No airline can afford to miss the China ride.
China's fast-growing economy is making the country a shining star in the global aviation market. Since the country adopted the reforms and opening up policies in 1978, its air traffic has been increasing at double-digit rate each year to keep pace with the explosive growth in passenger and cargo throughput.
China's air traffic has maintained an average annual growth rate of 18 percent since 1980, almost double the country's GDP growth rate and three times the world's average air traffic growth rate during the same period, according to figures from the Civil Aviation Administration of China (CAAC), the industry watchdog.
The Chinese airline industry transported 185 million passengers last year, up 15.9 percent year-on-year, compared with just 3.43 million passengers in 1980.
As the world's top foreign direct investment destination, China has become the focus of manufacturers, retailers and bankers. More foreign investment means more travelers coming to China. The nature of the airline business is to follow that trend and provide people with access to regions where their businesses are growing.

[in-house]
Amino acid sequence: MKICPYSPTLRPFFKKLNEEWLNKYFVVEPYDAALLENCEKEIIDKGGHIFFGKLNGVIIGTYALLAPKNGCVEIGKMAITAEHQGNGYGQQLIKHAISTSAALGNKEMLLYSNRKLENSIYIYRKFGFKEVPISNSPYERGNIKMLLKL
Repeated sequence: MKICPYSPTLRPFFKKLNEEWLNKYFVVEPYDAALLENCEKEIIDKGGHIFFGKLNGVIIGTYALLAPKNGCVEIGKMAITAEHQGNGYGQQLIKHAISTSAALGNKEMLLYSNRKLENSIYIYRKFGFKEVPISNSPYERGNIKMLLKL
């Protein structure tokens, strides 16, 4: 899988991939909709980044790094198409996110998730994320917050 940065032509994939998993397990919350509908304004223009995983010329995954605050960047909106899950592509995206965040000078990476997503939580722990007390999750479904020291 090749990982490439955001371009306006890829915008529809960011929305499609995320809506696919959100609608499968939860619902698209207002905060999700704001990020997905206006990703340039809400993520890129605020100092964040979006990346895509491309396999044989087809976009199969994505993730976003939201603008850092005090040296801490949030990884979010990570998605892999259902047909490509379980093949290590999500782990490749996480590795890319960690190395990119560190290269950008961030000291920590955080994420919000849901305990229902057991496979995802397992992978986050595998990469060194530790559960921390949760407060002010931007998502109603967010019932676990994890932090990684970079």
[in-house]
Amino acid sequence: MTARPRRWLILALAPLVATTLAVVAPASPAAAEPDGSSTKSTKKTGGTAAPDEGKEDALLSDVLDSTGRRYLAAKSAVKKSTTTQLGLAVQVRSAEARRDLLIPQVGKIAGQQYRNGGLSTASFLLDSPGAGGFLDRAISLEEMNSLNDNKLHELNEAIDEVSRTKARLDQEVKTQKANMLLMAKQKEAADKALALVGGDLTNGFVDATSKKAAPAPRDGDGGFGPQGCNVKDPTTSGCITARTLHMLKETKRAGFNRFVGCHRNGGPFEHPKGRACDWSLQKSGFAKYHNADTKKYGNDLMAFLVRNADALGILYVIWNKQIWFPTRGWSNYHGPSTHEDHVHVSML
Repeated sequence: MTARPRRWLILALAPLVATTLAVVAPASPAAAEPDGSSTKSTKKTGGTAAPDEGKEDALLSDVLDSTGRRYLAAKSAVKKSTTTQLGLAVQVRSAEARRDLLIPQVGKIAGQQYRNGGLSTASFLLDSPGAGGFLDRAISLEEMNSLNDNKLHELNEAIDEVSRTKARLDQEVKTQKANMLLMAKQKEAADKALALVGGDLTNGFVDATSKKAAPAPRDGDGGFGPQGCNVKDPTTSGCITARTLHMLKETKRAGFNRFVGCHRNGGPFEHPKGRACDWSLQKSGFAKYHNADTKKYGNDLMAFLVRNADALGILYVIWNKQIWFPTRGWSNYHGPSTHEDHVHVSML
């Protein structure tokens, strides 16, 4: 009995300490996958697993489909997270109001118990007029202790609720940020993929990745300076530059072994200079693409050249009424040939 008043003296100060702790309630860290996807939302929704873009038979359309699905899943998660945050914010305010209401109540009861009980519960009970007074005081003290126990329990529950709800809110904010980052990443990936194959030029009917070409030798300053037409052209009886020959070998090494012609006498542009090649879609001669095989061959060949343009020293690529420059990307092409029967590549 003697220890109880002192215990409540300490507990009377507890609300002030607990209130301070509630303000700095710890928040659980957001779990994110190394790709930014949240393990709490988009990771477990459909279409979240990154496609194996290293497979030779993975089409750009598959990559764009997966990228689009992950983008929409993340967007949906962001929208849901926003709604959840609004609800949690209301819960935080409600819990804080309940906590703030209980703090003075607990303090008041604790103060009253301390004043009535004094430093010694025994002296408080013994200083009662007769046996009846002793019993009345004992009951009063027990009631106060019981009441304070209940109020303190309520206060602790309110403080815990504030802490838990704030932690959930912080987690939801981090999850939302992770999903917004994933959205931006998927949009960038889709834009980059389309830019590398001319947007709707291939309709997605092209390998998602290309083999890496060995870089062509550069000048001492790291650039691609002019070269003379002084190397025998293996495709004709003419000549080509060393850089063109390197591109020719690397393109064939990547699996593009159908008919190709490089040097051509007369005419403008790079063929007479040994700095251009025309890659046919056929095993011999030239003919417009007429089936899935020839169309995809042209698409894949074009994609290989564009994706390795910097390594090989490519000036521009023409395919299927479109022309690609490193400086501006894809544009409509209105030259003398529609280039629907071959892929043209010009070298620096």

Besides business travel, China is also one of the top draws in the leisure travel market. The country is expected to replace France as the world's top tourism destination by 2014 according to the World Tourism Organization (WTO).
At the same time, the country itself is becoming a major source of tourists in the world. With their incomes rising, more and more Chinese are traveling, both within the country and going abroad. The WTO figures indicate China has already overtaken Japan as Asia's largest source of outbound travelers and could become the world's fourth largest source of outbound tourism by 2020.
China's booming commercial aviation market also makes the country an important battlefield for global airplane manufacturers like Boeing and Airbus.
The country had only 140 airplanes in 1980, but it now has a fleet of over 1,000. It will remain the world's largest commercial aircraft market outside the United States in the next 20 years, according to Boeing's estimates.
The US aircraft maker forecasts China will need about 3,400 new airplanes, worth $340 billion, over the next two decades, and the country's fleet will nearly quadruple to 4,460 by 2026. Airbus has similar forecasts that China, driven by double-digit economic growth, will need 100 to 150 aircraft every year in the next 20 years.